Welcome back, everyone, for the 23rd day of NaPoWriMo/GloPoWriMo. THere’s just one week left in our month of poems!
Today, we have two featured participants, because I just couldn’t choose between their Earth Day Poems for Day 22. First up is Thomas Tilton’s haiku recalling us to the effects of not taking care of the environment. Second, Clairvetica’s commingling of an Earth Day poem with an elegy for Prince.
Today’s poet in translation is Slovenia’s Taja Kramberger, who is both a poet and an anthropologist. A number of her poems, translated into English, can be found here, and six more can be found here.
Our poet in translation for Day 23 is:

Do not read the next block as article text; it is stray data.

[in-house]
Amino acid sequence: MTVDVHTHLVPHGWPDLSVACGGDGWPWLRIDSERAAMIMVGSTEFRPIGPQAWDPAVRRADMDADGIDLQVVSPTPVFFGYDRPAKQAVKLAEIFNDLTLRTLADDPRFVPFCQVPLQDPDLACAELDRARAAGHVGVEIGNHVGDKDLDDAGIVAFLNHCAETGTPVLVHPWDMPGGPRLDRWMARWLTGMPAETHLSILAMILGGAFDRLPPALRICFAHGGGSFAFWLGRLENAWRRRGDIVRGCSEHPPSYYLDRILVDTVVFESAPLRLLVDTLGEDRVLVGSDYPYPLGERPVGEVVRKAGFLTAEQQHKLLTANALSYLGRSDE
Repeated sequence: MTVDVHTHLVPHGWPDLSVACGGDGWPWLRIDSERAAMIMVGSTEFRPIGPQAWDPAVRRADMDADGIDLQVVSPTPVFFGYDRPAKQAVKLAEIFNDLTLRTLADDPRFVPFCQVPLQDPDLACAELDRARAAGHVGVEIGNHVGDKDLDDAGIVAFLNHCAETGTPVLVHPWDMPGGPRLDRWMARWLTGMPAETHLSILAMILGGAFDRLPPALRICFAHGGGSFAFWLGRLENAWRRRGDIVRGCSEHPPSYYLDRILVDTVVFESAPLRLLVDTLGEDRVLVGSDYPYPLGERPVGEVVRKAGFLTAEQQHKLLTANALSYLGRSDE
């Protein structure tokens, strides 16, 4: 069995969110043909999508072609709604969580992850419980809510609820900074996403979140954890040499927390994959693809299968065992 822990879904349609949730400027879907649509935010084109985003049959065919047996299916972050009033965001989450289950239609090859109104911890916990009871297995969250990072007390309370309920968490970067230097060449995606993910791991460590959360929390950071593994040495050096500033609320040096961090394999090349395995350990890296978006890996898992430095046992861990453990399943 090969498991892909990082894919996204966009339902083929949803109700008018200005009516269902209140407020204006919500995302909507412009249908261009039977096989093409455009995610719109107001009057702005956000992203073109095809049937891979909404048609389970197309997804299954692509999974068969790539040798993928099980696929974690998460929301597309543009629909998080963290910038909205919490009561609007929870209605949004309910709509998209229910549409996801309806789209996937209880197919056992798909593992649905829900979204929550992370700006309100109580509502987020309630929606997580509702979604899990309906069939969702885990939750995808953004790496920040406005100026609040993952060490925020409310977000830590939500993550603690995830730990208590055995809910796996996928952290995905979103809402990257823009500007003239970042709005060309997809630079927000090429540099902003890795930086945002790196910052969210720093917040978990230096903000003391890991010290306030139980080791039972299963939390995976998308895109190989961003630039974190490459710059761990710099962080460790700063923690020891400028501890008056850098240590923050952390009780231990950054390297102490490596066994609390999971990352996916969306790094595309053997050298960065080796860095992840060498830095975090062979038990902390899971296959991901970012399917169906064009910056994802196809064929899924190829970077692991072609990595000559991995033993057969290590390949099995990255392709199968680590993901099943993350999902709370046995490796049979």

And finally, our prompt (optional, as always). Today, I challenge you to write a sonnet. Traditionally, sonnets are 14-line poems, with ten syllables per line, written in iambs (i.e., with a meter in which an unstressed syllable is followed by one stressed syllable, and so on). There are several traditional rhyme schemes, including the Petrarchan, Spenserian, and Shakespearean sonnets. But beyond the strictures of form, sonnets usually pose a question of a sort, explore the ideas raised by the question, and then come to a conclusion. In a way, they are essays written in verse! This means you can write a “sonnet” that doesn’t have meet all of the traditional formal elements, but still functions as a mini-essay of a sort. The main point is to keep your poem tight, not rangy, and to use the shorter confines of the form to fuel the poem’s energy. As Wordsworth put it, in a very formal sonnet indeed, “Nuns fret not at their convent’s narrow room.” Happy writing!